We now have a second allotment, basically we were offered it and were going to decline – then Chris Grayling the Transport Secretary (?!) declared that a no-deal Brexit was all at going to be fine because the UK could simply grow more food

At which point having another allotment seemed a better idea than trusting the government to not send food prices skyrocketing

Anyway, the new allotment – affectionately nicknamed Site B, had a random tree on it, around six foot. The new neighbour – who was over the moon to have neighbours for the overgrown site,  advised that it was walnut tree and said it would be best removed

walnut tree

(Photo from Fast Growing Trees)

I took this with a pinch of salt until I decided to see how big walnut trees could grow… turns out 30 metres (100 feet) tall and 15 metres (50 feet) wide. This is rather too large for my tastes given the allotment is 125 square metres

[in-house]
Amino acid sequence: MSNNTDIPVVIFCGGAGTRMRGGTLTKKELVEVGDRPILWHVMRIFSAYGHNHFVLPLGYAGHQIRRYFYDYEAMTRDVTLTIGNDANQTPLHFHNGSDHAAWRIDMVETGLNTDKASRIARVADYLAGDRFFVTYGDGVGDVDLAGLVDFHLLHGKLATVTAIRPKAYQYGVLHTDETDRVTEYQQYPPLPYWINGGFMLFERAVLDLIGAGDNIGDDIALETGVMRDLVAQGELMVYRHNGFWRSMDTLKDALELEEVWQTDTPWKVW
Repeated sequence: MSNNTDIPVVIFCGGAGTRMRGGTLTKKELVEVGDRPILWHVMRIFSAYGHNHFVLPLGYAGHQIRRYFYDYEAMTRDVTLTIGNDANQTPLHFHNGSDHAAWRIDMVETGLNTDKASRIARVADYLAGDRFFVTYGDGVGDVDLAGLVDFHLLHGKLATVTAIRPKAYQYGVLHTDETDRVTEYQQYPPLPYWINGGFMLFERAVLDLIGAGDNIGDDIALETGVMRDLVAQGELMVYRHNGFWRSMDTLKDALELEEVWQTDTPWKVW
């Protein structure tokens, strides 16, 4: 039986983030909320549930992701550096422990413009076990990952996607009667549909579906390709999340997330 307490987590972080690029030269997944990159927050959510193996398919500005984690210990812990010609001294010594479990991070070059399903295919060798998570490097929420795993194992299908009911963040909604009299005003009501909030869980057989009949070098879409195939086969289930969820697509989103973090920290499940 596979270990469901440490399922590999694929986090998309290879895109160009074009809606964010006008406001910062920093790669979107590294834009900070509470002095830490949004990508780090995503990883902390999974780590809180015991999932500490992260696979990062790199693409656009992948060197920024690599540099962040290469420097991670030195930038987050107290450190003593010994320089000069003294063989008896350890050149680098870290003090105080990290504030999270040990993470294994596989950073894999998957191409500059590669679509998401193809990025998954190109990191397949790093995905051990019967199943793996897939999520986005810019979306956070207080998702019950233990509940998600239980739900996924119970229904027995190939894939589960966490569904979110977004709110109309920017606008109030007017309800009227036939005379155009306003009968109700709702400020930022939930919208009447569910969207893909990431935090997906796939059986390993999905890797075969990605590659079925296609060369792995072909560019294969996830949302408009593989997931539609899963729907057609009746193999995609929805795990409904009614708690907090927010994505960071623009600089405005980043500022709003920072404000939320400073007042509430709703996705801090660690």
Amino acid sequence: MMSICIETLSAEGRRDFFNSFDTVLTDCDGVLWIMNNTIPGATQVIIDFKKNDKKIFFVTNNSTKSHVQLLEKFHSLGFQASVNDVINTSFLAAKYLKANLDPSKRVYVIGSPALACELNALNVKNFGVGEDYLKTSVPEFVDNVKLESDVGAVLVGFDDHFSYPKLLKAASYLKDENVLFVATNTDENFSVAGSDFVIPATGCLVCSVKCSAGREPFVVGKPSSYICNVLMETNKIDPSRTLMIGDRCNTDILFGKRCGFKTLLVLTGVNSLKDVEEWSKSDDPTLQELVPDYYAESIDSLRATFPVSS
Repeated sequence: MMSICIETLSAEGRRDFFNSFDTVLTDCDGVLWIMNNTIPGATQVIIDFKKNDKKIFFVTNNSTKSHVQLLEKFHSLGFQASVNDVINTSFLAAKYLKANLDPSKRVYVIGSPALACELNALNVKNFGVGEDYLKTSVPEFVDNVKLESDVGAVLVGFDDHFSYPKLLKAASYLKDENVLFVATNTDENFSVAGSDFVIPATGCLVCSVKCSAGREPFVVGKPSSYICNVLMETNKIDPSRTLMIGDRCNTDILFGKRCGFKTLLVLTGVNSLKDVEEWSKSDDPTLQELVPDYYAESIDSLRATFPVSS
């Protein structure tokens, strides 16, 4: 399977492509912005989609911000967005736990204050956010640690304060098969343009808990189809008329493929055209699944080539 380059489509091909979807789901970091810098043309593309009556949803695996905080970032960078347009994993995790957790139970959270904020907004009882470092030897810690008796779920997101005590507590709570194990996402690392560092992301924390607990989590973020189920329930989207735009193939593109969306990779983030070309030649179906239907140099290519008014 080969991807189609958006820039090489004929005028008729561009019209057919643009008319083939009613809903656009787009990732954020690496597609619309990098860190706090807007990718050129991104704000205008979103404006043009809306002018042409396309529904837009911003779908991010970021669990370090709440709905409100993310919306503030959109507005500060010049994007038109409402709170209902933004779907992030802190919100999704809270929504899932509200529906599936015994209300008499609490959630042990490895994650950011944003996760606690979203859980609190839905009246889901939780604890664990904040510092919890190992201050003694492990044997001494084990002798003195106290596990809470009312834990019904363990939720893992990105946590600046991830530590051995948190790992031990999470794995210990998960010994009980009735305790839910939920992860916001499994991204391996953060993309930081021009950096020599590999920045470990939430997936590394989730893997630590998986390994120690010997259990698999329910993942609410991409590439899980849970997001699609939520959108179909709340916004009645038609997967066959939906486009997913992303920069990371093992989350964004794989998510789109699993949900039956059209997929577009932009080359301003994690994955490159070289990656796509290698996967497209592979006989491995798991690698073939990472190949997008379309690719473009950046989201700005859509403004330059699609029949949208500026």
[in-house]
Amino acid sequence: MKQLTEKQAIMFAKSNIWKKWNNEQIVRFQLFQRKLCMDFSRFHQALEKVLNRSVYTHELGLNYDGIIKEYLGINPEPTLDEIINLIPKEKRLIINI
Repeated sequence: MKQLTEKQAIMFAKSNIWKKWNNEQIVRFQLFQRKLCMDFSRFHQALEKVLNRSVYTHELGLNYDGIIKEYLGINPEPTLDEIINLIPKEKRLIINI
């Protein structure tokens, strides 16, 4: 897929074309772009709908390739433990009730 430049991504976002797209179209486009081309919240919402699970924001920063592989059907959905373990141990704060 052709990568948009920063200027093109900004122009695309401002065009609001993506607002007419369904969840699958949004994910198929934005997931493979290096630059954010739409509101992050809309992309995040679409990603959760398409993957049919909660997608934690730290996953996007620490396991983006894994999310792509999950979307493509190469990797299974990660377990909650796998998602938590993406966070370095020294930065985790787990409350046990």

it turns out you can’t even keep walnut trees in pots due to the ridiculously large and deep root structure that is required to support such a big  tree. So the walnut tree was cut down, which feels a little sad as it turns out that it was only six years old

Maybe I need to find a more manageable tree to grow in it’s place – assuming I can dig out the roots!

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Garden: Preparing for winter

The clocks have changed and it’s dark, and cold, and my motivation for most things is pretty lacking

However unless I fancy heating the greenhouse and moving things to be in it – which I don’t, then the garden needs some preparing for winter so things can stay in situ

This primarily means bubble wrapping the clematis and passion flower as well as adding an extra layer of woodchip to the pots they are in